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Sunday, December 4, 2016

Chief Justice Thakur finds his Jammu high school library without books, lab without test tubes; sheds his tears

‘I am indebted to Mohammad Sharief Sahab who taught me Urdu — the language I love and speak with pride’

Ahmed Ali Fayyaz


JAMMU, Dec 3: When on April 25, 2016, India’s 43rd Chief Justice Tirath Singh Thakur shed his tears at Delhi’s Vigyan Bhavan in presence of Prime Minister Narendra Modi, he had very compelling reasons: 44 per cent judges missing in high courts, 25 per cent in subordinate courts and 19 per cent in the Supreme Court; judges in the busiest courts spending an average of 2.5 minutes to hear a case and about five minutes to decide one; Law Commission of India having cried itself hoarse since 1987, along with 15 successive CJIs in 29 years, about the need to increase the number of courts and judges drastically for justice to have any real meaning but the system having failed to provide necessary replenishment and the shortfall piling up with thousands of lawsuits every day.

But Saturday’s occasion at Central Basic Higher Secondary School in the dense Purani Mandi interior of Jammu had an altogether different reason. Thakur turned nostalgic and emotional at mentioning reminiscences of his school days how Master Govind Ram created him into a terrific orator; how other teachers taught him drawing and mathematics; and, how Master Mohammad Sharief tutored him Urdu “the language I love and speak with pride and comfort after English”. Several of his teachers, now in 80s and 90s, were in attendance.

In flawless Urdu, Thakur narrated how Govind Ram would give him prize of one Rupee for the best performances in debates and at home father Devi Das would multiply the same by five, in 1960s.

“In South India, people believed that judges could only write eloquent judgments but could deliver a speech. They used to ask me which Convent had brought me up. They looked incredulously at me when I would reveal to them that I was the product of a nondescript, free-education government school in Jammu”, Thakur said with all the punctuations of pride, pathos and nostalgia. For long, his handkerchief failed to mop his eyes and his voice remained choked almost all through the speech.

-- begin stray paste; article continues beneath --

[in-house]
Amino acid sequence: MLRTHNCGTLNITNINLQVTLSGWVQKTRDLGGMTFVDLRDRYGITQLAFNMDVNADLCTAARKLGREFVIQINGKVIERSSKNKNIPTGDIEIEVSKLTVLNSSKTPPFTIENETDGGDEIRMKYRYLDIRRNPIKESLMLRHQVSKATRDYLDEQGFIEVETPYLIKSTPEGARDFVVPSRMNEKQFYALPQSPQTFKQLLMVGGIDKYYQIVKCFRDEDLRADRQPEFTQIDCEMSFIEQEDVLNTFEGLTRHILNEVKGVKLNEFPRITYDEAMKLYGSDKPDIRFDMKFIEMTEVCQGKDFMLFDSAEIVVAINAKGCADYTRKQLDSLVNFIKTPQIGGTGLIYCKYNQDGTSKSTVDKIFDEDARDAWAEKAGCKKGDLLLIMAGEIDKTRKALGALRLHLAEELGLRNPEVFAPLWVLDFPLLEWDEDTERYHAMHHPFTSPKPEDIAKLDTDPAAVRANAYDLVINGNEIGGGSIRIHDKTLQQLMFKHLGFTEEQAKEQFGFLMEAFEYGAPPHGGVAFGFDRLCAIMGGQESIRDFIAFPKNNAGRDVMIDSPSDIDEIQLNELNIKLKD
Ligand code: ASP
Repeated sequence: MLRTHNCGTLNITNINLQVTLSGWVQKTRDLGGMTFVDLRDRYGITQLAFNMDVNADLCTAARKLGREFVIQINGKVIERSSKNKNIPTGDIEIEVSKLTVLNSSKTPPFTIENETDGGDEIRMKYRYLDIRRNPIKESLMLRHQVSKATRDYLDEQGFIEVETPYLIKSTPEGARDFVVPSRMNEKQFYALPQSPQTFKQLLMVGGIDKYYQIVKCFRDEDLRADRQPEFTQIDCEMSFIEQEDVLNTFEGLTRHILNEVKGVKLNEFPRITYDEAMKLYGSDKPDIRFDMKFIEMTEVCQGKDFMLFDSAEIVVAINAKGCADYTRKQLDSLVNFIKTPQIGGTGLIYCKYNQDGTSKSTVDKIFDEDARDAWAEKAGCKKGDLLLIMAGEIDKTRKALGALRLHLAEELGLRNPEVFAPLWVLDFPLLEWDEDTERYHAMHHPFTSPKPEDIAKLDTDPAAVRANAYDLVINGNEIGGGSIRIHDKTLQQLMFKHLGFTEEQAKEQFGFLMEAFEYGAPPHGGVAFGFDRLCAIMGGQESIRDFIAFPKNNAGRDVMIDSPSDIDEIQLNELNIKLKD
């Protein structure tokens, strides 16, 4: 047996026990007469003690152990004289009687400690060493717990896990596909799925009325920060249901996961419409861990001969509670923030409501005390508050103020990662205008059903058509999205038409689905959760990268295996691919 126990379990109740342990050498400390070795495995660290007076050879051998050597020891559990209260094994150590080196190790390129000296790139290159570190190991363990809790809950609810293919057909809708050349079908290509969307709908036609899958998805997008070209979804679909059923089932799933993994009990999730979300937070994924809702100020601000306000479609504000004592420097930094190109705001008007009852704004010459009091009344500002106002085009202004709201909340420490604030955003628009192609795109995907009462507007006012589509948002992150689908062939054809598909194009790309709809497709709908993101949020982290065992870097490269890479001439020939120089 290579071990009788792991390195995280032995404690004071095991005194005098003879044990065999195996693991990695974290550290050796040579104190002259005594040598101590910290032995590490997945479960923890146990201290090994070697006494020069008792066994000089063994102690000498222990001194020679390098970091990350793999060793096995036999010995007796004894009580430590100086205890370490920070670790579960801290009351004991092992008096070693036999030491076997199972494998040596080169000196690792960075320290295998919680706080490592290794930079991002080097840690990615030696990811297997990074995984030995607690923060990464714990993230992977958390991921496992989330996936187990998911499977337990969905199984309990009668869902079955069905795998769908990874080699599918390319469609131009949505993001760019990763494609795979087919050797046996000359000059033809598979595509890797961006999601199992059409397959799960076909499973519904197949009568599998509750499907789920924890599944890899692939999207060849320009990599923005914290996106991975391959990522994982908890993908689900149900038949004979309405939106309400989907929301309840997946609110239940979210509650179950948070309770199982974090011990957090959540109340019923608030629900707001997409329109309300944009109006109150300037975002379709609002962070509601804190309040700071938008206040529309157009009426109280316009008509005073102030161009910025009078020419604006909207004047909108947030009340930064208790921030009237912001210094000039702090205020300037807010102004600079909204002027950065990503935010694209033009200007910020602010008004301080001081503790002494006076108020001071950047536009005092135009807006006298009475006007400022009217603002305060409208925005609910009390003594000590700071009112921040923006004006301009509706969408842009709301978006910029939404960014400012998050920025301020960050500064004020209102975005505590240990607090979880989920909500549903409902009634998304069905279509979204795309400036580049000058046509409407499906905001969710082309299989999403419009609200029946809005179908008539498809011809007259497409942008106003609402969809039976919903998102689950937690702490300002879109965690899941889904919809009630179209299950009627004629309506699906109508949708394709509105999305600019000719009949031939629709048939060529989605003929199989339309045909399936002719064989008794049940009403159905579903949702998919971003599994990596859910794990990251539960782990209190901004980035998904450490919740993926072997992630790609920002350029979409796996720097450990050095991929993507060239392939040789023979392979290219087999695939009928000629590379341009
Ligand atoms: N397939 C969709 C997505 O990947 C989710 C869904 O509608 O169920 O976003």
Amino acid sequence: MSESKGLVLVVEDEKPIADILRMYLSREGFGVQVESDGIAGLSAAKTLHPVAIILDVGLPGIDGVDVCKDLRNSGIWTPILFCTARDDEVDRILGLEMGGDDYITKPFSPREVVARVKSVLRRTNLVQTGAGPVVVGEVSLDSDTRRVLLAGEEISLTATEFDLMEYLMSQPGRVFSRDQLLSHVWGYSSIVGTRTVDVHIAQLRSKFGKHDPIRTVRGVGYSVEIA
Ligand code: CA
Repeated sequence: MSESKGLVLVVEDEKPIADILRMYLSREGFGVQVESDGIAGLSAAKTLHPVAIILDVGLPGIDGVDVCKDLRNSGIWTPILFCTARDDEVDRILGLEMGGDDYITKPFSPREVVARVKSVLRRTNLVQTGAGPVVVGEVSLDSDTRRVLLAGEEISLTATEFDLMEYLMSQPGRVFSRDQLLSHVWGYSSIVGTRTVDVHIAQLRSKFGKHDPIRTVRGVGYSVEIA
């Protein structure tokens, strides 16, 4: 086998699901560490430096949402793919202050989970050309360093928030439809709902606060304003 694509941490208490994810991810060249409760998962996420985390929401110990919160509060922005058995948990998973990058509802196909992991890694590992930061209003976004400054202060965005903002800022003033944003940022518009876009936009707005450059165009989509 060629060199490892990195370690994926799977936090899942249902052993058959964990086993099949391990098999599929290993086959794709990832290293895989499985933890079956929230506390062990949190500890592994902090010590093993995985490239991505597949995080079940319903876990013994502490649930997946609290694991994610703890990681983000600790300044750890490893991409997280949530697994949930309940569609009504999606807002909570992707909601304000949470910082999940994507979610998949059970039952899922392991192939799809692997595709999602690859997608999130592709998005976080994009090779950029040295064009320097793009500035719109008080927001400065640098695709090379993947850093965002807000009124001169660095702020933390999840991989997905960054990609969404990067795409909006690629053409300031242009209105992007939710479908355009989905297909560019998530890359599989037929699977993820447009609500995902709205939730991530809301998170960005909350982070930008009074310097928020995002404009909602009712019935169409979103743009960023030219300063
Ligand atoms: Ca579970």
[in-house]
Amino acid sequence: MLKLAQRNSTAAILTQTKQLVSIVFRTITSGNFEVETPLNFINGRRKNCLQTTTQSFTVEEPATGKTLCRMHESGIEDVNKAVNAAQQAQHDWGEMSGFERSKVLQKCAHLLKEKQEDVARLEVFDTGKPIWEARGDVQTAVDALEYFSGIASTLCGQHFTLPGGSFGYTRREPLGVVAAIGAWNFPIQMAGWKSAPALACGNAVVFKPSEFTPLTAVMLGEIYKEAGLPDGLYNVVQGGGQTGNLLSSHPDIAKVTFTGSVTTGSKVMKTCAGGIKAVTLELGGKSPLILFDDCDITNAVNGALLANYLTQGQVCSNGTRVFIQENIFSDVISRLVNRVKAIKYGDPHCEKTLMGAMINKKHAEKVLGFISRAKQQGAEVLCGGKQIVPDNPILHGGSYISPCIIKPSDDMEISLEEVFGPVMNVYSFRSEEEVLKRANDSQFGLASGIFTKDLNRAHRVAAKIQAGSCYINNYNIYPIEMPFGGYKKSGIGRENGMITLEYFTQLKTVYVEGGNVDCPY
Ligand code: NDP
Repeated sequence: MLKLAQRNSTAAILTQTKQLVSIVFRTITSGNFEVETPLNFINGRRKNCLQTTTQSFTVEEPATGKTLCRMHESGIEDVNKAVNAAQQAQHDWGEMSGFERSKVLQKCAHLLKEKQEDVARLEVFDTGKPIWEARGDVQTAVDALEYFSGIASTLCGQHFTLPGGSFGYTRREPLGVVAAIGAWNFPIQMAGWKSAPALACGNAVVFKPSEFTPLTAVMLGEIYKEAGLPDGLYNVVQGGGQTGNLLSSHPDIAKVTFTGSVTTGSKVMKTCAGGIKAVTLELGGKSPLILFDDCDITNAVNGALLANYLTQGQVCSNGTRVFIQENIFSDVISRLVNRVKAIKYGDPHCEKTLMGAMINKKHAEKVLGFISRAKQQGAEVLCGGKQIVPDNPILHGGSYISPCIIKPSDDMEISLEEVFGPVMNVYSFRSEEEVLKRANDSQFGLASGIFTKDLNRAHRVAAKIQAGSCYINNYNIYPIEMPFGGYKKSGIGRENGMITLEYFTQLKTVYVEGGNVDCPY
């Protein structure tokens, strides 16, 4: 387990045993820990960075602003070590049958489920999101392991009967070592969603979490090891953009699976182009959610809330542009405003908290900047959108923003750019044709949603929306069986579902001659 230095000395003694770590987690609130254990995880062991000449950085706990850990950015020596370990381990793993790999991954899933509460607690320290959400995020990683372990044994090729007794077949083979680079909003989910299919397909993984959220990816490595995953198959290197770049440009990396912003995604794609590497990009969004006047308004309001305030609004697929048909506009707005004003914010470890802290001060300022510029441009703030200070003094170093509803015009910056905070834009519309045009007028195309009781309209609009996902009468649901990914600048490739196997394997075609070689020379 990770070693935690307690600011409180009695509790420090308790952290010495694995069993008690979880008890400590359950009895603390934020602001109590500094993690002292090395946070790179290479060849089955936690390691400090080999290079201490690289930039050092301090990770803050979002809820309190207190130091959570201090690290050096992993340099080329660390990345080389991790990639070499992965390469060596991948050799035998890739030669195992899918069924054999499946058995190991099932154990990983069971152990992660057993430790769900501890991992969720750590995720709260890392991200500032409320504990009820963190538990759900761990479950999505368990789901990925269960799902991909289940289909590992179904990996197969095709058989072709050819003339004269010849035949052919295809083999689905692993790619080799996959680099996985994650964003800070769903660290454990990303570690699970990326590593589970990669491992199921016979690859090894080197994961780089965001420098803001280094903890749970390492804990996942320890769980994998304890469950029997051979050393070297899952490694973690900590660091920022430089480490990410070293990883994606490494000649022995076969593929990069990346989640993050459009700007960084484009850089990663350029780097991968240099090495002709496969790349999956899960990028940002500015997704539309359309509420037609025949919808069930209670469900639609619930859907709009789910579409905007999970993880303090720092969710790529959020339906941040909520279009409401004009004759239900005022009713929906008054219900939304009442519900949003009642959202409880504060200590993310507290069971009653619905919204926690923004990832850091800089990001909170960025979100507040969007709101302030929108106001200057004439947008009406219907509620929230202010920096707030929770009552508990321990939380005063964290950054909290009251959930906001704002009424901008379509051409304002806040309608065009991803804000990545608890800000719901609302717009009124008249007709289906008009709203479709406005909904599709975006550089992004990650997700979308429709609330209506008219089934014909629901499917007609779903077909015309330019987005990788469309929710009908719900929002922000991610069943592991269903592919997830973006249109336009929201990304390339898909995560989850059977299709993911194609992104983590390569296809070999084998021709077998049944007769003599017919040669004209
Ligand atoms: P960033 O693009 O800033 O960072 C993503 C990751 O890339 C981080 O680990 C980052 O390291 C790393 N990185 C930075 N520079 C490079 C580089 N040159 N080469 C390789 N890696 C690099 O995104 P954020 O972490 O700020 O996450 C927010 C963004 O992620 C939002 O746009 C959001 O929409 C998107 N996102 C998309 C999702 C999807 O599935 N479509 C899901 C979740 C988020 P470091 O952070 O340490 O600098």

Notwithstanding his father’s attainments of success — a leading lawyer and subsequently a judge of the Jammu and Kashmir High Court, Minister in Sheikh Mohammad Abdullah’s Cabinet, Deputy Chief Minister in Ghulam Mohammad Shah’s government and Governor of Assam — Tirath Singh failed to realise his dream of becoming a student of the most attractive Ranbir Higher Secondary School (Parade Ground).

At Central Basic, like all other students, he would clean the dust from underneath the jute mating and then take a seat. Fifty years later, he said, nothing had changed for good at the school situated at a stone’s throw from the house of his host and Minister of State for Education Priya Sethi.

Even while accepting Mrs. Sethi’s request to adopt the forlorn school that created India’s 4rd Chief Justice, Thakur was terribly pained to notice that little had changed there. “I am afraid this premises of knowledge and learning would soon be converted into a shopping complex or a car parking. That would be the saddest day of my life”, he said.

“In the last 25-30 years, we have seen challenges confronting the education. The elements, who want people to remain blind, burn down schools in Kashmir. Fortunately, we are better off here. But what has changed? My esteemed teachers here will bear me out that its condition was far better than what it is today. The desks were newer and stronger; the classrooms were more comfortable; the library was packed with books and the laboratory with equipment. Today, I see a library but no books, a laboratory but no flames and test tubes”, Justice Thakur said while pledging to attract the Corporate Social Responsibility of some friends’ businesses for the school’s development after his retirement on January 4, 2017.

“It’s very difficult for a man like me to seek help for my old school’s development. But as an alumnus, I will least hesitate as I feel whatever I am today, I am because of this institute of learning”, he asserted.

[Published in STATE TIMES of December 4, 2016]

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